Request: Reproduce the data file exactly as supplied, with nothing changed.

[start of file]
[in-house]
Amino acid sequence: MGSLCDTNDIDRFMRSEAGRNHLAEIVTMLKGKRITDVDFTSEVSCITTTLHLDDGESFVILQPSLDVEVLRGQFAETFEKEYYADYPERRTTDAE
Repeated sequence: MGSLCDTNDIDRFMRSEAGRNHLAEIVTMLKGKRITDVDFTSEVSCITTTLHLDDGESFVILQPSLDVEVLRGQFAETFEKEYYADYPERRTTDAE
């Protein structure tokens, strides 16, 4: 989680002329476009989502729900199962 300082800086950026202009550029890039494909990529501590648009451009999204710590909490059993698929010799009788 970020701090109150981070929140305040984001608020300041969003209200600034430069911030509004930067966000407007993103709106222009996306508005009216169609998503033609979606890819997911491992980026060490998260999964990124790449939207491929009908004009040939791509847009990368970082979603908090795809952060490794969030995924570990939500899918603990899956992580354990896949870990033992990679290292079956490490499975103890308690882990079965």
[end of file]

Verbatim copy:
[in-house]
Amino acid sequence: MGSLCDTNDIDRFMRSEAGRNHLAEIVTMLKGKRITDVDFTSEVSCITTTLHLDDGESFVILQPSLDVEVLRGQFAETFEKEYYADYPERRTTDAE
Repeated sequence: MGSLCDTNDIDRFMRSEAGRNHLAEIVTMLKGKRITDVDFTSEVSCITTTLHLDDGESFVILQPSLDVEVLRGQFAETFEKEYYADYPERRTTDAE
């Protein structure tokens, strides 16, 4: 989680002329476009989502729900199962 300082800086950026202009550029890039494909990529501590648009451009999204710590909490059993698929010799009788 970020701090109150981070929140305040984001608020300041969003209200600034430069911030509004930067966000407007993103709106222009996306508005009216169609998503033609979606890819997911491992980026060490998260999964990124790449939207491929009908004009040939791509847009990368970082979603908090795809952060490794969030995924570990939500899918603990899956992580354990896949870990033992990679290292079956490490499975103890308690882990079965």